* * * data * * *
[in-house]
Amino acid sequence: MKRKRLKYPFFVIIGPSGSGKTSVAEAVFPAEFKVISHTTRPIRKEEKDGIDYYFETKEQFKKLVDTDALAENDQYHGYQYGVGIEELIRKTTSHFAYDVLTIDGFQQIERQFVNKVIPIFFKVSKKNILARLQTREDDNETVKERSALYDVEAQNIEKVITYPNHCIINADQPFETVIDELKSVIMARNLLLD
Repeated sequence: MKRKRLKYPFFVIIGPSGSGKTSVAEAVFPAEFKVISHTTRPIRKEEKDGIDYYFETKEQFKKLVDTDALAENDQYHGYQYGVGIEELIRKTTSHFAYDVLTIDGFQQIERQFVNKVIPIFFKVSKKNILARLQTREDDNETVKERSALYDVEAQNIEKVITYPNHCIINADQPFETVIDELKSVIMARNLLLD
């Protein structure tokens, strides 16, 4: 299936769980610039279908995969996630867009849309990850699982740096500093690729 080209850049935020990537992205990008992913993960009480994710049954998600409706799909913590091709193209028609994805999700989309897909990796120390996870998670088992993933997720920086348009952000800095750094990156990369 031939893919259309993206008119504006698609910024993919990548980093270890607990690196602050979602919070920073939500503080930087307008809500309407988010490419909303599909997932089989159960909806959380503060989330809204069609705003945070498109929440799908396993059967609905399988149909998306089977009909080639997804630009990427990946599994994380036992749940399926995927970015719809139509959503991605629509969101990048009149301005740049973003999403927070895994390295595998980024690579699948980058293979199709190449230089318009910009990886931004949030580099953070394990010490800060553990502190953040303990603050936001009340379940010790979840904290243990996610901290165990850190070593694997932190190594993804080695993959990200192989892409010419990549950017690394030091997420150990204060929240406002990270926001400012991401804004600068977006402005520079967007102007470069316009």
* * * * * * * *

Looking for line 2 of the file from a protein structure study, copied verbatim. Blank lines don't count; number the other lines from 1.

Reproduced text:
Amino acid sequence: MKRKRLKYPFFVIIGPSGSGKTSVAEAVFPAEFKVISHTTRPIRKEEKDGIDYYFETKEQFKKLVDTDALAENDQYHGYQYGVGIEELIRKTTSHFAYDVLTIDGFQQIERQFVNKVIPIFFKVSKKNILARLQTREDDNETVKERSALYDVEAQNIEKVITYPNHCIINADQPFETVIDELKSVIMARNLLLD